The Porsche Boxster is boxing clever
Ladies and Gentlemen, say hello to the latest Porsche Boxster.
Code-named the 981, and recently launched to the press in Saint Tropez, this third-generation model is new from the ground up and comes loaded with a host of styling, engineering and drivetrain enhancements.
From that aggressively revamped exterior right through, a choice of two extra-efficient six-cylinder boxer engines (2.7 or 3.4-litre derivatives), this evolution has leapfrogged Porsche's two-seater sports car back to the top of the roadster food chain.
Better to drive than any of its rivals, the 981 is also competitively priced - undercutting the equivalent offerings from Audi, BMW and Mercedes-Benz.
How does it look?
A lot better than it used to! While the previous batch of Boxster models were always a bit soft and gloopy, the 981 hits back with an edgier, more macho shape reminiscent of past Porsche masters like the Carrera GT, 908 and 718 RS60.
And getting the party started is a wider, extra-menacing front end that's home to a set of vertically stacked headlights and no less than three gaping cooling vents.
Skim your eyes across the car's profile and you'll also spot a pronounced shoulder line that feeds into deeper engine air intakes placed just in front of the aft wheel arches.
The most defining feature of the new Boxster must surely be its chiselled rear, where the spoiler and rear lights merge into a lovely blade-like edge that spans the entire width of the vehicle.
Some 12kg lighter, the new convertible top operates in just nine seconds and at speeds of up to 50km/h.
Benefitting from advanced sound deadening technology, it's more silent too - cutting the decibels produced at 100km/h from 75 down to 71.
Interior-wise, the 981 mimics the rest of the Porsche range, with a steeply sloped centre console rising up between the two front seats.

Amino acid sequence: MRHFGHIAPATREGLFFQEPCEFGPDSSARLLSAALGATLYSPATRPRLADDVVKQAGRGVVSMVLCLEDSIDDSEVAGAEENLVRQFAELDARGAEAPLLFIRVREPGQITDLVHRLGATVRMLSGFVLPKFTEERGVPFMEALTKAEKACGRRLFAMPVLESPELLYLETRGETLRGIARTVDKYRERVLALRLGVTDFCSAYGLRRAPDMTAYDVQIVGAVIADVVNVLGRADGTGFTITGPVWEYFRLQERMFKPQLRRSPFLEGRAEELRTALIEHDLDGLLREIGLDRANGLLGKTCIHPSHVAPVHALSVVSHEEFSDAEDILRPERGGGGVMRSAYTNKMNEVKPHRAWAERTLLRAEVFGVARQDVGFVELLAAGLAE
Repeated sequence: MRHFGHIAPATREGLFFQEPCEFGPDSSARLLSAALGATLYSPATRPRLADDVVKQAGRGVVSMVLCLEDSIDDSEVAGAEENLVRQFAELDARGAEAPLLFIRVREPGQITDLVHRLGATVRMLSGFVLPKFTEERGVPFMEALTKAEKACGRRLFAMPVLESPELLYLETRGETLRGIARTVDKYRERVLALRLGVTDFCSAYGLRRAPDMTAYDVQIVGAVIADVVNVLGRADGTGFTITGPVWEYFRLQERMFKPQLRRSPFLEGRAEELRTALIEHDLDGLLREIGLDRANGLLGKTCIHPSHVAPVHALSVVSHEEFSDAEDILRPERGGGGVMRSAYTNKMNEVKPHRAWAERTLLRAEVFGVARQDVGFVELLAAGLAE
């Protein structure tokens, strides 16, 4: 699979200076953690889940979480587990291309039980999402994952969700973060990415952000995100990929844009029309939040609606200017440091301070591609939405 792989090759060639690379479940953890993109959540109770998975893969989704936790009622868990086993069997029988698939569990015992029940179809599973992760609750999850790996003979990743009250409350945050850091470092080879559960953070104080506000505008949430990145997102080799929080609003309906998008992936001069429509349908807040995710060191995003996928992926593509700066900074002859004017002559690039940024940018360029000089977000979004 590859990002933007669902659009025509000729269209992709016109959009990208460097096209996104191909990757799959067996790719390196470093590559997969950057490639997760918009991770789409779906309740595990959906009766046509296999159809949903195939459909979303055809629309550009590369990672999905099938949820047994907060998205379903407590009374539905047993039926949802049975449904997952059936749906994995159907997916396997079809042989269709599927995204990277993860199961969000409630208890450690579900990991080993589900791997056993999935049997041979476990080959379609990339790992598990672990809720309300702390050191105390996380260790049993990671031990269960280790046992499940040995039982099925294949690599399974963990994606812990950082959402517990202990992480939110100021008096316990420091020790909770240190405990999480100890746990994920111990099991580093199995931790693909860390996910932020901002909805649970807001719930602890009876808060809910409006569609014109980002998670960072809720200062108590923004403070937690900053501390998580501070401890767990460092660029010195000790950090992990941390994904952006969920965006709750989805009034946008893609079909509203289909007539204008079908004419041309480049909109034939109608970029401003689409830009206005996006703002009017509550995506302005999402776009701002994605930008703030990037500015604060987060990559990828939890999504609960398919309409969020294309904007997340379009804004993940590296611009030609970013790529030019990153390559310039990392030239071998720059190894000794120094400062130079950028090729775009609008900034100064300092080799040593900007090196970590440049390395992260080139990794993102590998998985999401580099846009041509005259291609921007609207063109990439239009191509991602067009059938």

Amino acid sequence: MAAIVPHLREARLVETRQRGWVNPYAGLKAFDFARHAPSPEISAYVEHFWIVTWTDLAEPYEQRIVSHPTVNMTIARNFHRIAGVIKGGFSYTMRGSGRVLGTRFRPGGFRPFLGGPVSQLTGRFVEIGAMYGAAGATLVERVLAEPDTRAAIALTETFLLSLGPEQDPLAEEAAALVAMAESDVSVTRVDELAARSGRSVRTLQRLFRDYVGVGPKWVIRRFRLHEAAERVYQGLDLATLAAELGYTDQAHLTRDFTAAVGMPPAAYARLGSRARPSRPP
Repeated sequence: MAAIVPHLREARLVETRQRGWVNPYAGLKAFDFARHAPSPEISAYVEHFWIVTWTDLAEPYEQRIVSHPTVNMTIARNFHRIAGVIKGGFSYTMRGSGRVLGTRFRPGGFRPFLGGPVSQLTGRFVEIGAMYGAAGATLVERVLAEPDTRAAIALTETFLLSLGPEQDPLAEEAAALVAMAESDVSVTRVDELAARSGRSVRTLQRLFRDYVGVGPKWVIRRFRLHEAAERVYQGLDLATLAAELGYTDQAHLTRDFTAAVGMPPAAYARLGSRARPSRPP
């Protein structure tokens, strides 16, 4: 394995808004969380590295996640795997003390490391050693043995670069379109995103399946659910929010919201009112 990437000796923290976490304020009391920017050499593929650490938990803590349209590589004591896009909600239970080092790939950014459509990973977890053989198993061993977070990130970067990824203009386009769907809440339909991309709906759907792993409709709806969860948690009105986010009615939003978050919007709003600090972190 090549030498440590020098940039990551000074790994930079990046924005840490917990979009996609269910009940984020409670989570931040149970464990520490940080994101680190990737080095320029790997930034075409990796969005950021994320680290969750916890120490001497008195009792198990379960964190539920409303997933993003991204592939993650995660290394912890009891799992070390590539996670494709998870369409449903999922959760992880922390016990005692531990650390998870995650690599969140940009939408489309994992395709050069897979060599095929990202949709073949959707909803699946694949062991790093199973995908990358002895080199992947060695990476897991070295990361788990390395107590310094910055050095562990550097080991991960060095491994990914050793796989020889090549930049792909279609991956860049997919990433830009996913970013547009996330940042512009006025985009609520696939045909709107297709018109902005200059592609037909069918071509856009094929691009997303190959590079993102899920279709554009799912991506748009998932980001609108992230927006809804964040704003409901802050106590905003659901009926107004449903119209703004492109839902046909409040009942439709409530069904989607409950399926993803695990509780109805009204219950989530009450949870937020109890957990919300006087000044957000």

Not only does this bring the gear lever closer to the steering wheel (advantageous during bouts of black top hooliganism), it also culminates in a much more focused driving position.
Yep, buckle up behind that three-spoke steering wheel and the new Boxster feels like a proper little street racer.
Equipped with sports seats, the 981 also boasts more legroom (+25mm), which helps lessen the feeling of claustrophobia you might have experienced in the outgoing car.
These top-notch ergonomics are complemented by a goodly amount of standard kit. Indeed, even the entry-level 2.7 Boxster gets things like a CDR sound system (linked to a seven-inch touch-screen), air-conditioning and an auxiliary-in port for your iPod.
Gripes? Well if I'm honest, I still think the switchgear on the centre console is too small and finicky. It's not the easiest, or most intuitive, to use - especially at speed.
How does it drive?
Incredibly well packaged, Boxster Version 3.0 is even better to pilot in anger. Blessed with an all-new chassis design hewn from lots of gravity-cheating aluminium-steel, the 981 has both a wider track (40mm front/18mm rear) and longer wheelbase (60mm) - figures that contribute towards to what is surely the best handling roadster money can buy at the moment.
On launch, I got to pilot this Porsche through a stage of the Monte Carlo Rally and was simply blown away by just how sharp and communicative it was.
For, unlike the comparatively muted Audi TT-RS and Mercedes-Benz SLK, the 981 is brimming with the sort of driver feedback that flows up from the asphalt and into your body and fingertips.